Gen­zyme vet David Meek­er takes helm at stealthy KSQ with $76M and a new map for drug dis­cov­ery

David Meek­er left Gen­zyme last April af­ter a 23-year run, in­clud­ing six years as pres­i­dent af­ter Sanofi stepped in to buy the land­mark biotech six years ago. And as it turns out, in­stead of re­tir­ing and end­ing the sto­ry, his ca­reer was shift­ing in­to a brand new chap­ter.

To­day, five months lat­er, af­ter adding a string of biotech board po­si­tions to his sched­ule, Meek­er has land­ed his next big gig in biotech. And like many of his col­leagues ahead of him, he’s tran­si­tion­ing from his for­mal ex­it from the Big Phar­ma world to the thriv­ing cos­mos of biotech star­tups.


Meek­er is now run­ning KSQ Ther­a­peu­tics in Cam­bridge, MA, which hasn’t been com­plete­ly se­cret but has large­ly kept the shades down — un­til now.

Af­ter get­ting seed­ed by Flag­ship Pi­o­neer­ing and Po­laris — a pair of keen start­up shops — 18 months ago with No­var­tis vet­er­an Frank Stegmeier or­ches­trat­ing the use of CRISPR tech­nol­o­gy in drug dis­cov­ery, the team has been as­sem­bling a pipeline of pre­clin­i­cal pro­grams. And with the help of an ex­pand­ed syn­di­cate, there’s a $76 mil­lion A round to fu­el the ini­tial dri­ve to the clin­ic.

From play­ing a key role in a glob­al or­ga­ni­za­tion with 110,000 em­ploy­ees, Meek­er will now be team leader to a com­pa­ny with 40 staffers. And he couldn’t be hap­pi­er. This is, he says, a place where he can make a dif­fer­ence.

“I think our mod­el is strug­gling,” Meek­er says about phar­ma R&D. “We all know that. The cost of de­vel­op­ment is too high.”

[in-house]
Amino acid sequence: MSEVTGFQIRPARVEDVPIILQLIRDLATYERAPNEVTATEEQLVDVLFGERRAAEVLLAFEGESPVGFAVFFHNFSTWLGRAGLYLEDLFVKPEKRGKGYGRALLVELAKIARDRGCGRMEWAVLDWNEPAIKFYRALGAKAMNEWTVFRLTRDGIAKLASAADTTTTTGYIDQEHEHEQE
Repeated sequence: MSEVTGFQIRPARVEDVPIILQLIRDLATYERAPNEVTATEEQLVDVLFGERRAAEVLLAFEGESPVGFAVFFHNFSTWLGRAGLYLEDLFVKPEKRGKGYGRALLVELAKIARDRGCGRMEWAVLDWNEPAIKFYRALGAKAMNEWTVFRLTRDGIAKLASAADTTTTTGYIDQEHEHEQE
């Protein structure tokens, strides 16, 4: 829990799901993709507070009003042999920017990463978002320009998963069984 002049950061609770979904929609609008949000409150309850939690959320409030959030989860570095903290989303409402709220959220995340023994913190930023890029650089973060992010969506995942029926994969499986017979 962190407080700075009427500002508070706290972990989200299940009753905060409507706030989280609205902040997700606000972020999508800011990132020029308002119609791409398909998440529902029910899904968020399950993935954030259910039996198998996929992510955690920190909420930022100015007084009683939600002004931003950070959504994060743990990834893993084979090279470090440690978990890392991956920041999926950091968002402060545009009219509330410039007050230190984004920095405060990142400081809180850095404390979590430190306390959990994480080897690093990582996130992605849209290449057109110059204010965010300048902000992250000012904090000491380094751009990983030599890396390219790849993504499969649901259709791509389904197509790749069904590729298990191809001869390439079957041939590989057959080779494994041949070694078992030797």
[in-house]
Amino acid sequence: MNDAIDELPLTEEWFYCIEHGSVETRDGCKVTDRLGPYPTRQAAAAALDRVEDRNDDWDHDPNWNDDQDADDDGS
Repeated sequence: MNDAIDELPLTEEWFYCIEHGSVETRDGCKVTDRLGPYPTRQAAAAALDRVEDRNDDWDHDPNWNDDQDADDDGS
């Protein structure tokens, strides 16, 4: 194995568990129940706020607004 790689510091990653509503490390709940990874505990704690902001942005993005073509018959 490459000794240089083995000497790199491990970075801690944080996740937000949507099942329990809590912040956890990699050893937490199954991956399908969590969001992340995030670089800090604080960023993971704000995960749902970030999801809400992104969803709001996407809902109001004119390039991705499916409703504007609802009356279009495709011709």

At KSQ, he says, you can start an ex­per­i­ment us­ing cut­ting edge tech­nol­o­gy and no bias about out­comes.

With CRISPR, he says, “we can study all 20,000 genes in the genome across a mul­ti­tude of dis­ease mod­els and find out which of those tar­gets has the biggest im­pact in mod­u­lat­ing the dis­ease. We can do it one shot, 20,000 genes at a time.”

Frank Stegmeier joined the ex­o­dus of re­search ex­ecs out of No­var­tis ear­ly, re­cruit­ed in late 2015 from his job as the glob­al head of on­col­o­gy tar­get dis­cov­ery to the CSO’s spot at KSQ. And now he’s had a chance to ex­am­ine that whole galaxy of genes against 600 can­cer and im­mune-based dis­ease mod­els in search of a few big drugs.

Where in­dus­try is chal­lenged is work­ing with drugs that are ac­tive with­out know­ing if it’s the best. “We have a long list of po­ten­tial tar­gets,” says Meek­er. “We can’t pur­sue them all, but we can com­pare them.”

If they are right and “CRISPRomics” works the way they be­lieve it will, the com­pa­ny can move with greater con­fi­dence against a few se­lect pro­grams, look­ing for a more ef­fi­cient mod­el for de­vel­op­ment.

Stegmeier tells me it was a dream job, with a chance to work with some world-renowned sci­en­tif­ic founders: David Saba­ti­ni of the White­head In­sti­tute and MIT, William Hahn of the Broad In­sti­tute and Dana-Far­ber Can­cer In­sti­tute, Jonathan Weiss­man from UCSF, and Tim Wang of MIT.

George Golumbes­ki

It’s the kind of plat­form mod­el that lends it­self to ear­ly part­ner­ing, fit­ting com­fort­able in­to Flag­ship’s mod­el for spawn­ing com­plete com­pa­nies run by im­pres­sive, high-pro­file teams in al­liance with mar­quee sci­en­tists and abun­dant fi­nanc­ing.

ARCH Ven­ture Part­ners, an­oth­er VC that loves to help kick­start am­bi­tious ef­forts like this, and Alexan­dria Eq­ui­ties al­so jumped in­to the A round.

That team of 40 should dou­ble in the next year, says Meek­er. And they’ll have some ex­pert guid­ance on the deal front.